Candid Cameras at Mohegan SunBy Edward Cone | Posted 09-06-2006
The thief walked into the jewelry store at Mohegan Sun and asked to see an item in a display case, then reached across the counter to snatch a chain while the clerk bent down to help him. He quickly disappeared into the crowd milling around the concourse area of the sprawling casino, made it to his car without incident, and drove home.
The cops were waiting for him when he got there.
Security cameras in the shop had captured the man in action, and staffers were able to retrace his route by checking footage gathered by other cameras along his trail. There wasn't much chance of the guy slipping out of frame, given the network of 3,000 digital cameras covering Mohegan Sun's public areas, including the gaming floor, lobbies and elevators. "We can pinpoint your location and recreate every bit of your stay here," says Joe Lavin, executive director of public safety for the Mohegan Tribe.
The perp's big mistake: using his Player's Club membership card when he played the slots earlier that evening. Once the security officers saw those images, it was a simple matter of calling up the gaming records and identifying the malefactor.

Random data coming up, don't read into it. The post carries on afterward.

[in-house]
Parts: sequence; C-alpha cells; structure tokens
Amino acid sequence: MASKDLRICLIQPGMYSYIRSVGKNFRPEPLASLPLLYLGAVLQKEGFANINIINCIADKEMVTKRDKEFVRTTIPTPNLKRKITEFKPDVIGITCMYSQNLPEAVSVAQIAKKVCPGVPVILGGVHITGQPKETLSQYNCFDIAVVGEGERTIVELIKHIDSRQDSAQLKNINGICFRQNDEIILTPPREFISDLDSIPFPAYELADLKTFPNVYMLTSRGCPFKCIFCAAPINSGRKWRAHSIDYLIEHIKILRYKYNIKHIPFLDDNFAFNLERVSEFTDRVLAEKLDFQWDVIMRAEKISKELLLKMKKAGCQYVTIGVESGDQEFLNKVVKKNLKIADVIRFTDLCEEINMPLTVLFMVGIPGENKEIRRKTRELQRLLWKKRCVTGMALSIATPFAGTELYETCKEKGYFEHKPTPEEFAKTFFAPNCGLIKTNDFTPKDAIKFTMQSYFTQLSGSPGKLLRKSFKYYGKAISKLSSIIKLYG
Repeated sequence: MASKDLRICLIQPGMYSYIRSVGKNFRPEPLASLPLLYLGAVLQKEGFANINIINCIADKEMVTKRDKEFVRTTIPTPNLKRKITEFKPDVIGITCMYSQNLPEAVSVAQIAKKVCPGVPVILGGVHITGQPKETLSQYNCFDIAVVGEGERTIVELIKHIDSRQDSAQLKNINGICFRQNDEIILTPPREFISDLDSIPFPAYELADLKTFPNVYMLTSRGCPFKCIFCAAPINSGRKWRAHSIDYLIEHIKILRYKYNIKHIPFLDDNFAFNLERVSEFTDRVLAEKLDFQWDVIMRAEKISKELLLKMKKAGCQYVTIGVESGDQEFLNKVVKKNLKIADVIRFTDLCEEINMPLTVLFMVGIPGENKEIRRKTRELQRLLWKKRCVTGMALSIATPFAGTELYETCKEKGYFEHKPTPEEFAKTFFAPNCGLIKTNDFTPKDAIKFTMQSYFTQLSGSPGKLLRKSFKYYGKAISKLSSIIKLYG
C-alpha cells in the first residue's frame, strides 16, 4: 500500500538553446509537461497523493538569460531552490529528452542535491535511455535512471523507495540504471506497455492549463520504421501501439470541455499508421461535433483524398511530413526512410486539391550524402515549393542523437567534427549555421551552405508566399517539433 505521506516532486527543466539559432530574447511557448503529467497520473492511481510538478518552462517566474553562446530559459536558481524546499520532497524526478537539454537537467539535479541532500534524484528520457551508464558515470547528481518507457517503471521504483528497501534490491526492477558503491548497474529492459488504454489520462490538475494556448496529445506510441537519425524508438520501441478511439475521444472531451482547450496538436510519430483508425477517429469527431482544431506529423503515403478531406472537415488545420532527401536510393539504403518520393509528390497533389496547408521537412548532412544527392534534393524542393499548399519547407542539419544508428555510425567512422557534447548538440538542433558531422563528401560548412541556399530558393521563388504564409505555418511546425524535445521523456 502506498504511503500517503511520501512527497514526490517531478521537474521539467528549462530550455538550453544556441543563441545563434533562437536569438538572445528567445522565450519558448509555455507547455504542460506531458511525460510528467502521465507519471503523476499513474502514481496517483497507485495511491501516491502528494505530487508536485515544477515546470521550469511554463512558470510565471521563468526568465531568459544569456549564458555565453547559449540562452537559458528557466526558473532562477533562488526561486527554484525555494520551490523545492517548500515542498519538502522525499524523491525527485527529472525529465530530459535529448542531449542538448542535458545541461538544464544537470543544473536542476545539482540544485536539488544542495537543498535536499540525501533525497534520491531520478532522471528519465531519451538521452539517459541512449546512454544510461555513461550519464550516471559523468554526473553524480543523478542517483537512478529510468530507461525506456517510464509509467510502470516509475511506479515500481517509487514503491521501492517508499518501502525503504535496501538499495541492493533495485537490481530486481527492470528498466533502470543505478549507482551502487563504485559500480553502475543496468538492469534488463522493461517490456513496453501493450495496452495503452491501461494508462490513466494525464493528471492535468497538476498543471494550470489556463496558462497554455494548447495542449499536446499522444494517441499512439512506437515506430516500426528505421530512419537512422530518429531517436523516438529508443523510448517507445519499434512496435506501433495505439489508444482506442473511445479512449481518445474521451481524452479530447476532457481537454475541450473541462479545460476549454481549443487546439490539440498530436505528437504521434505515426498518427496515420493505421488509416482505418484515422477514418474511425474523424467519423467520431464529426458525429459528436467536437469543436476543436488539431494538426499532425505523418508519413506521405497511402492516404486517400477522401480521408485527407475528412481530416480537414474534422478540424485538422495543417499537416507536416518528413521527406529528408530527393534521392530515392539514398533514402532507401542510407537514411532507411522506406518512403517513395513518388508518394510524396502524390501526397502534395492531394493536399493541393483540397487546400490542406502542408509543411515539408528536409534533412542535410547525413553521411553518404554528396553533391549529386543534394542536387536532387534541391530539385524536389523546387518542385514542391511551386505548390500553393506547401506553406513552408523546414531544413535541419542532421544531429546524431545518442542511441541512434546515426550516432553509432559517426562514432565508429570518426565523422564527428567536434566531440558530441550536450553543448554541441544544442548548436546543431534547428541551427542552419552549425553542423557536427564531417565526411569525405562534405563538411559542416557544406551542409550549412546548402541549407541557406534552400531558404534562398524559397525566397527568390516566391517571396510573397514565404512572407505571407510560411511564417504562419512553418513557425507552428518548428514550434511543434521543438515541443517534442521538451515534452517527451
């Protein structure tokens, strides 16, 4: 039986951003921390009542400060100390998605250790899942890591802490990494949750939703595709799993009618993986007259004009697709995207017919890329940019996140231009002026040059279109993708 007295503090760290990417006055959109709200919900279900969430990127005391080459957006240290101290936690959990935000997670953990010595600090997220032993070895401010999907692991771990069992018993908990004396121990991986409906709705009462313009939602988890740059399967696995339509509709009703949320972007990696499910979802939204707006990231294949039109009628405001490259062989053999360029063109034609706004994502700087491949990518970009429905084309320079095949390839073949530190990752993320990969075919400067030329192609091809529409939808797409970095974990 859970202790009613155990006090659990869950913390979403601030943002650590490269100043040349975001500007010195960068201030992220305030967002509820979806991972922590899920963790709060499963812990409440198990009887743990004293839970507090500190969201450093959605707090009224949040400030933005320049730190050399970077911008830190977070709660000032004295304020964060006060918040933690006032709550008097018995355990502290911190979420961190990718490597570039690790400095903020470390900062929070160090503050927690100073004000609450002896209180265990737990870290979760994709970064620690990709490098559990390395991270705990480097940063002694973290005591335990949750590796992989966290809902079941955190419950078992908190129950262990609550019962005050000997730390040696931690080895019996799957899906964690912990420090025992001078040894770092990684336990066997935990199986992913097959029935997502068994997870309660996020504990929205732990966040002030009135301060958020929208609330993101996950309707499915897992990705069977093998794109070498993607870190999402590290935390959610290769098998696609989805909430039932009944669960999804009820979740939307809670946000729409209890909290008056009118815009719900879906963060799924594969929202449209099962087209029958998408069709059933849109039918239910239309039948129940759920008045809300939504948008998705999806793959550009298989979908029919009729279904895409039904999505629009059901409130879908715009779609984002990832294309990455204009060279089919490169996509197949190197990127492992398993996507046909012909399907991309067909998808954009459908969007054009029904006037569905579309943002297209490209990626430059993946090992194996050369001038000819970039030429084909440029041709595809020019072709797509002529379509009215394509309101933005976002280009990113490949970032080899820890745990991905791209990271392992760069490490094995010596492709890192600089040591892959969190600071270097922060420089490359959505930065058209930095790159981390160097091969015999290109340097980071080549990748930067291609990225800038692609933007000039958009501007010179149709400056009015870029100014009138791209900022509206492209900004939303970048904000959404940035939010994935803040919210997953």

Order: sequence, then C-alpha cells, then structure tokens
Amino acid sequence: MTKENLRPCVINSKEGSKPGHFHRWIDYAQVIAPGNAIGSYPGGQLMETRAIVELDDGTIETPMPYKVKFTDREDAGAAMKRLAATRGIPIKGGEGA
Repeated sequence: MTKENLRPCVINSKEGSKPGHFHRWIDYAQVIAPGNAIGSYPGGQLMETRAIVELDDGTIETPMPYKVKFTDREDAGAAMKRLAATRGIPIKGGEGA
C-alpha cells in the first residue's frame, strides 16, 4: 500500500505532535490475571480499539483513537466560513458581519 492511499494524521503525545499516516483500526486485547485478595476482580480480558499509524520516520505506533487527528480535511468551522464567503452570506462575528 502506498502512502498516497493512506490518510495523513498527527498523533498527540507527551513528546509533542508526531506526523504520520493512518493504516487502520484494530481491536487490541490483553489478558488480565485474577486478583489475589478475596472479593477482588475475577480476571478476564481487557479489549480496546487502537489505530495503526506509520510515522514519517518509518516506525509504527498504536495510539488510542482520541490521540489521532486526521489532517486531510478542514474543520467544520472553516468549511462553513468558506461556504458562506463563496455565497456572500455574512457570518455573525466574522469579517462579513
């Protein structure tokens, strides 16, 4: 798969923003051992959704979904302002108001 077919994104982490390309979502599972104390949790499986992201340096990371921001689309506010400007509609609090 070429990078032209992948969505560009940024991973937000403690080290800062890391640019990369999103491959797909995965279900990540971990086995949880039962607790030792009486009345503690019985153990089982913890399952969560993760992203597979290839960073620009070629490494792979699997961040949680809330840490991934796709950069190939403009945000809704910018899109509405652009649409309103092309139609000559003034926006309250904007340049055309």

Beyond basic security, Mohegan's surveillance network is used to help keep players and dealers honest. Monitors watch to detect card-counting schemes and even high-tech devices used to cheat the house. "We are able to zoom down to see the hands on your watch," says Dave Todd, Mohegan Sun's vice president of security and surveillance.
And life at Mohegan Sun is only a taste of what's to come at corporate campuses and public spaces everywhere. Acceptance of this sort of active security is growing as a more generalized "security culture" becomes part of everyday life, says Ted DeZabala of Deloitte & Touche's enterprise risk services group. "The idea of monitoring people's behaviors is getting more common," he says, pointing to the security cameras that are now commonplace in some urban centers, and the increased watchfulness of a post-Sept. 11 society. At the same time, workers have grown used to the idea that their e-mail may be screened for inappropriate content and business-critical data.
It takes a lot of patience and a practiced eye to work the surveillance beat. Operators at Mohegan Sun go through more intensive training than dealersin part because they must learn every aspect of the dealer's art in order to understand what they are watching. "It takes two years to make a good surveillance person," says Lavin.
There is also training on ethics and privacy issues. "The integrity of the operators is very important," says Todd. "You can't be using the cameras to look down a woman's top. And they have to understand that what happens in the room stays in the room. Unless it's illegal."
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